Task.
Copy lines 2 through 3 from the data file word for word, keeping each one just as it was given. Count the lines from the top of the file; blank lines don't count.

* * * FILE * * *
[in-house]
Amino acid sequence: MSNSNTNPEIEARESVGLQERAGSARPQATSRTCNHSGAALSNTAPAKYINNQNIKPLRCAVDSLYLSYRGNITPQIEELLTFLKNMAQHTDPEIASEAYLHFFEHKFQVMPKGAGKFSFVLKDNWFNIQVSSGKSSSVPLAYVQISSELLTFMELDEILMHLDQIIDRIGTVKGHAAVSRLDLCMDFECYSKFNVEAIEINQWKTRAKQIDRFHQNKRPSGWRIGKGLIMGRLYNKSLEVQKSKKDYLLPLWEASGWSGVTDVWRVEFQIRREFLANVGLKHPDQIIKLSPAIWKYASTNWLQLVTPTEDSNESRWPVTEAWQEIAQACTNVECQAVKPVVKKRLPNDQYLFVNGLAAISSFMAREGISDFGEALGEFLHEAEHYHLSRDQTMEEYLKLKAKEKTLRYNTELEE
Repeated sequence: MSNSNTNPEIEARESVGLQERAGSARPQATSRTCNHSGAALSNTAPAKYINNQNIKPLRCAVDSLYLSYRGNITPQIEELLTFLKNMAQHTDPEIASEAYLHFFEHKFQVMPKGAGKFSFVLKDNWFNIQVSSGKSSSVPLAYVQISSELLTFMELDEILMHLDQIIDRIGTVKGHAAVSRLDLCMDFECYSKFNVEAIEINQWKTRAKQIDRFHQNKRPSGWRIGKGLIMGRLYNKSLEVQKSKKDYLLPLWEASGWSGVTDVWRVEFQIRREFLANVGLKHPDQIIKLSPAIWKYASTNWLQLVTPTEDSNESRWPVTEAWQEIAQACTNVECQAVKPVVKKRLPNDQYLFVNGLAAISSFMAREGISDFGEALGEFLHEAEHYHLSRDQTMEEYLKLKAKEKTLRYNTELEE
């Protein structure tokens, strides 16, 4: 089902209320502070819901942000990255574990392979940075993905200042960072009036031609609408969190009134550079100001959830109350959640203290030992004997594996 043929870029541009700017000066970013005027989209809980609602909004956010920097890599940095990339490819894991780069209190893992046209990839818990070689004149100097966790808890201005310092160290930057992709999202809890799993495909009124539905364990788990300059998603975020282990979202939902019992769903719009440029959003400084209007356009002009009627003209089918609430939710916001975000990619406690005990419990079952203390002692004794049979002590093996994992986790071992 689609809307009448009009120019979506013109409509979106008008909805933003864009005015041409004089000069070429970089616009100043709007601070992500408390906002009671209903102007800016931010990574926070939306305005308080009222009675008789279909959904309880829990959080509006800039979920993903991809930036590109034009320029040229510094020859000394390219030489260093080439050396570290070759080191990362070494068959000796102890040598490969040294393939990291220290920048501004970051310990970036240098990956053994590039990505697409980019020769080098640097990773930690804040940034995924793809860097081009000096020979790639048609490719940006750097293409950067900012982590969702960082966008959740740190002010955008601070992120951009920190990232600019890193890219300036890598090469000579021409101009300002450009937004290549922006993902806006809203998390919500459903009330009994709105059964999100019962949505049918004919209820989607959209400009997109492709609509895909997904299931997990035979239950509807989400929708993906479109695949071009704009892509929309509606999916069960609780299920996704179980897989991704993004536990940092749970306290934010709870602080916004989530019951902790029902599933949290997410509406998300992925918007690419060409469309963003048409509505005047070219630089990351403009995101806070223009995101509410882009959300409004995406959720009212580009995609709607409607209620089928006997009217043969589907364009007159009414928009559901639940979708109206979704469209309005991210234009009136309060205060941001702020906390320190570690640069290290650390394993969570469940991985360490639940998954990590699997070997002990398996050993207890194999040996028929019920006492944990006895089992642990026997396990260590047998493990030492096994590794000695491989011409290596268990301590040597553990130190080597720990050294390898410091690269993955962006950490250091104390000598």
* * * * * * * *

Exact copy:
Amino acid sequence: MSNSNTNPEIEARESVGLQERAGSARPQATSRTCNHSGAALSNTAPAKYINNQNIKPLRCAVDSLYLSYRGNITPQIEELLTFLKNMAQHTDPEIASEAYLHFFEHKFQVMPKGAGKFSFVLKDNWFNIQVSSGKSSSVPLAYVQISSELLTFMELDEILMHLDQIIDRIGTVKGHAAVSRLDLCMDFECYSKFNVEAIEINQWKTRAKQIDRFHQNKRPSGWRIGKGLIMGRLYNKSLEVQKSKKDYLLPLWEASGWSGVTDVWRVEFQIRREFLANVGLKHPDQIIKLSPAIWKYASTNWLQLVTPTEDSNESRWPVTEAWQEIAQACTNVECQAVKPVVKKRLPNDQYLFVNGLAAISSFMAREGISDFGEALGEFLHEAEHYHLSRDQTMEEYLKLKAKEKTLRYNTELEE
Repeated sequence: MSNSNTNPEIEARESVGLQERAGSARPQATSRTCNHSGAALSNTAPAKYINNQNIKPLRCAVDSLYLSYRGNITPQIEELLTFLKNMAQHTDPEIASEAYLHFFEHKFQVMPKGAGKFSFVLKDNWFNIQVSSGKSSSVPLAYVQISSELLTFMELDEILMHLDQIIDRIGTVKGHAAVSRLDLCMDFECYSKFNVEAIEINQWKTRAKQIDRFHQNKRPSGWRIGKGLIMGRLYNKSLEVQKSKKDYLLPLWEASGWSGVTDVWRVEFQIRREFLANVGLKHPDQIIKLSPAIWKYASTNWLQLVTPTEDSNESRWPVTEAWQEIAQACTNVECQAVKPVVKKRLPNDQYLFVNGLAAISSFMAREGISDFGEALGEFLHEAEHYHLSRDQTMEEYLKLKAKEKTLRYNTELEE